WASHINGTON -- While women are on track to increase their representation in Congress, their prospects are less certain in state legislatures.
A record 1,078 women have won their primaries for state legislative seats in the 2012 cycle so far, according to a new analysis by the 2012 Project, a nonpartisan undertaking of Rutgers' Center for American Women and Politics. Those results, however, are for just 23 states and represent fewer than half of the state legislative seats up for election. A total of 44 states have 6,012 state legislative seats up for grabs in the 2012 cycle.
"We could still increase the numbers serving, up from today's 23.7 percent," said Mary Hughes, director of the 2012 Project, on women in state legislatures. "I see widely varying possibilities among the states. California is down 10 women nominees from 2010. In states with early focused efforts to recruit women, such as Illinois, there appear to be good results for women candidates. Illinois has a record-breaking 75 women candidates, up 9 versus 2010."
The 2006 elections saw a record number of women elected to state legislatures. Then, there were 1,009 nominees in these same 23 states. In 2010, the year that saw the most women nominees overall, there were 1,039 women at this point in the election season in those states.
State legislative primaries end on Sept. 13, with New York.
A major reason for the unpredictability in state legislative races this year is the new seats created as a result of redistricting.
According to the 2012 Project, which encourages women to run for elected office, some longtime women incumbents were forced out of office by redistricting. Conditions were made more favorable for female candidates in other districts.
Additionally, since 1994, 15 states have been phasing in term limits for state legislatures. This year, for the first time, all 15 of those states will be affected. A total of 255 incumbents -- including 62 women -- will be retiring, creating a batch of open seats.
The 2012 Project leaders said they are more optimistic about women's representation in the House. The 2012 elections could see a record number of women as general election candidates.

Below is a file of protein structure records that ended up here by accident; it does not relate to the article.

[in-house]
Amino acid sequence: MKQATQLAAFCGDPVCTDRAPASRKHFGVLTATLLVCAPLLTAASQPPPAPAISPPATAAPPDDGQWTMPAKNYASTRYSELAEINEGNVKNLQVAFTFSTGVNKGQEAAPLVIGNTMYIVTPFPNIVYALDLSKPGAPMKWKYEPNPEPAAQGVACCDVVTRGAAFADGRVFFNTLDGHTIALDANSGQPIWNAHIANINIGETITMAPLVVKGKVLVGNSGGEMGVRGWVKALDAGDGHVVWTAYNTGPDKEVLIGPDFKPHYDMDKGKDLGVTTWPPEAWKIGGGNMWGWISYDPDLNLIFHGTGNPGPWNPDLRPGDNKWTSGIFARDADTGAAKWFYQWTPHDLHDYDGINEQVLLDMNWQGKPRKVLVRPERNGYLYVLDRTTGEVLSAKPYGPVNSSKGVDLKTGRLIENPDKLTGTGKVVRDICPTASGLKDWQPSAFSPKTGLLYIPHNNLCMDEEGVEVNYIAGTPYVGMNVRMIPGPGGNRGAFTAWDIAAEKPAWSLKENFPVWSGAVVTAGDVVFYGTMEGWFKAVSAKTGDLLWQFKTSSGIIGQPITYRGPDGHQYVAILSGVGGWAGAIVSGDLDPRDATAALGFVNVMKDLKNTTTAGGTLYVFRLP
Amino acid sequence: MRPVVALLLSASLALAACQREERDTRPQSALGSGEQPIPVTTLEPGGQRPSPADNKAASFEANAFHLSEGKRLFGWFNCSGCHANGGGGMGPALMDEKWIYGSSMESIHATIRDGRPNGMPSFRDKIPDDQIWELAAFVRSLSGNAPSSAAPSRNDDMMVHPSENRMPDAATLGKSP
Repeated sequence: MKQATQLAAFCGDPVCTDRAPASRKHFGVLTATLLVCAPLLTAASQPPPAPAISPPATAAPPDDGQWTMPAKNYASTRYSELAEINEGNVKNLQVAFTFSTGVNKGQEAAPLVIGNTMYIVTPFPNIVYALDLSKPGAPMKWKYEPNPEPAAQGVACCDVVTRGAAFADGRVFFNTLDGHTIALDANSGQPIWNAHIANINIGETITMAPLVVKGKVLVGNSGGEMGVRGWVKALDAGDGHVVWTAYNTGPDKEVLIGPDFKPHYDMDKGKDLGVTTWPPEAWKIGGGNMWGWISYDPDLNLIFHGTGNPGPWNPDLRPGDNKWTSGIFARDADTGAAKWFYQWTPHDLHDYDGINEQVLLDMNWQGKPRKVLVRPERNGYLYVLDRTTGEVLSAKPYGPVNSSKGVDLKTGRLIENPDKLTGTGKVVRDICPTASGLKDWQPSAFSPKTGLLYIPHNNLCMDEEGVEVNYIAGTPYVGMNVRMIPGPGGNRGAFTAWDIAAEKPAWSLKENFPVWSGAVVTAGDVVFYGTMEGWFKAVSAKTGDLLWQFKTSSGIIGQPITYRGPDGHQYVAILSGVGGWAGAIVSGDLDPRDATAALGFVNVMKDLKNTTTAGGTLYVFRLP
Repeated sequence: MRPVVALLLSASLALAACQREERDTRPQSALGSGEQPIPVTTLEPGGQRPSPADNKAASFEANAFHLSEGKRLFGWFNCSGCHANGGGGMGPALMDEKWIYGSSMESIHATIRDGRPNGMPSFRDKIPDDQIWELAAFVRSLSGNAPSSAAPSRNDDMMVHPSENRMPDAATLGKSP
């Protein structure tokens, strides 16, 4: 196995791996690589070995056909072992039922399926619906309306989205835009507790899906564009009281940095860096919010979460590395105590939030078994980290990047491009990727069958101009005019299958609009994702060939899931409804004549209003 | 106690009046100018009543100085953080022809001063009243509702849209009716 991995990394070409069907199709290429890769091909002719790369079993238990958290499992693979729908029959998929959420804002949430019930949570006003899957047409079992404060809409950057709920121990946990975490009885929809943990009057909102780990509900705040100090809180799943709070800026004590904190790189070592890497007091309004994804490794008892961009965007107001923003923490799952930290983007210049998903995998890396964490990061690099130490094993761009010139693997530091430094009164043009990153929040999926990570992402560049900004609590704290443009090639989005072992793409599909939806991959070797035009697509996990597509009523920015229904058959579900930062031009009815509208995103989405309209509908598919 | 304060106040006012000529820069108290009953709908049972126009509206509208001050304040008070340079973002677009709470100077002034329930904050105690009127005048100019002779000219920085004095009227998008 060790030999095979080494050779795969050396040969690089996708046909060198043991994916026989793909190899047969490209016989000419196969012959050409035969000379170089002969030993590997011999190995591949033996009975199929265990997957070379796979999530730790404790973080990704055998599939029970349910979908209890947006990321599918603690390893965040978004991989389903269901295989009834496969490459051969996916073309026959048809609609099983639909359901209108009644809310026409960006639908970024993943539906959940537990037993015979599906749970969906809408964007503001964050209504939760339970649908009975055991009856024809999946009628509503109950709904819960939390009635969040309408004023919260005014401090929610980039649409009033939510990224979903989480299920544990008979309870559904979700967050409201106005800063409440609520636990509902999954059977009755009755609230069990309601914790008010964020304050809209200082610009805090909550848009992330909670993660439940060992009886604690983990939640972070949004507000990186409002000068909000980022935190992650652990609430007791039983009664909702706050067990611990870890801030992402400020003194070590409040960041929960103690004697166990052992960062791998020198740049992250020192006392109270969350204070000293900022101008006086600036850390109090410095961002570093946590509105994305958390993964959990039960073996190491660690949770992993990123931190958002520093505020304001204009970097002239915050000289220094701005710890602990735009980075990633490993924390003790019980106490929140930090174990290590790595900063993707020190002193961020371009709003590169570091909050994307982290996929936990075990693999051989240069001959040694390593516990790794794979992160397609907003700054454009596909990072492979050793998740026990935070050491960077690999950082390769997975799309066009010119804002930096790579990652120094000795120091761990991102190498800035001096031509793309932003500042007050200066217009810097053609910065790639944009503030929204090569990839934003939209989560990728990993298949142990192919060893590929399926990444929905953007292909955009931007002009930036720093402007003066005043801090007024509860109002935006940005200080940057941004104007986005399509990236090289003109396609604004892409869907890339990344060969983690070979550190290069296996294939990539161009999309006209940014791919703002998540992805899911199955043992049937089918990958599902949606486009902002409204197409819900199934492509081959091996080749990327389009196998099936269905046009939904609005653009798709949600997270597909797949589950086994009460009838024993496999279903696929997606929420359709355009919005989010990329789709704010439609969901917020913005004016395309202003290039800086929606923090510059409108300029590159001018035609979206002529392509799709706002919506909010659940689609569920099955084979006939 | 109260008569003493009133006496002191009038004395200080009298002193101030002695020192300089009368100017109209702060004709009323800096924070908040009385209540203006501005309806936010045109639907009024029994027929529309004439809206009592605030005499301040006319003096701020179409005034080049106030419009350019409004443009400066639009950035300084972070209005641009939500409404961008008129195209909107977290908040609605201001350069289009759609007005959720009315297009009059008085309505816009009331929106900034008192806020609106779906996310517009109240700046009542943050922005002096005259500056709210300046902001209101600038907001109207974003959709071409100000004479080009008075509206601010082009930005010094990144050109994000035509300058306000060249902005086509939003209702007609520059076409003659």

"Research shows that women leaders introduce more bills, bring more resources home to their districts and advocate for new issues on the legislative agenda," said Hughes in June, commenting on the women running for the House.
Fewer women are candidates for governor. While four Republican women are governors, just two Democratic women hold that office -- and both are resigning. This year, New Hampshire is the only state where Democratic women are running for governor; Jackie Cilley and Maggie Hassan are competing in the primary, along with Bill Kennedy, to win their party's nomination.
Part of the impediment to getting more women into office remains convincing them to run.
Jennifer Lawless, director of the Women and Politics Institute at American University, has found that 60 percent of men believe they're fit to run for public office, compared with fewer than 40 percent of women who have the same qualifications. Women are also significantly more likely to let these doubts prevent them from running, and they are still more likely than men to have family obligations.
The 2012 Project will host summits on electing women before the November elections -- one on Aug. 21 one in Las Vegas and second on Sept. 13 in Atlanta.
Women currently hold 428 (265 Democrats, 151 Republicans, 11 nonpartisan and 1 independent) of the 1,971 state Senate seats, according to the Center for American Women and Politics. They hold 1,321 (791 Democrats, 524 Republicans, 4 Progressives, 2 independents) of the 5,411 state House seats.
View the 2012 Project's Women's Election Tracker here.
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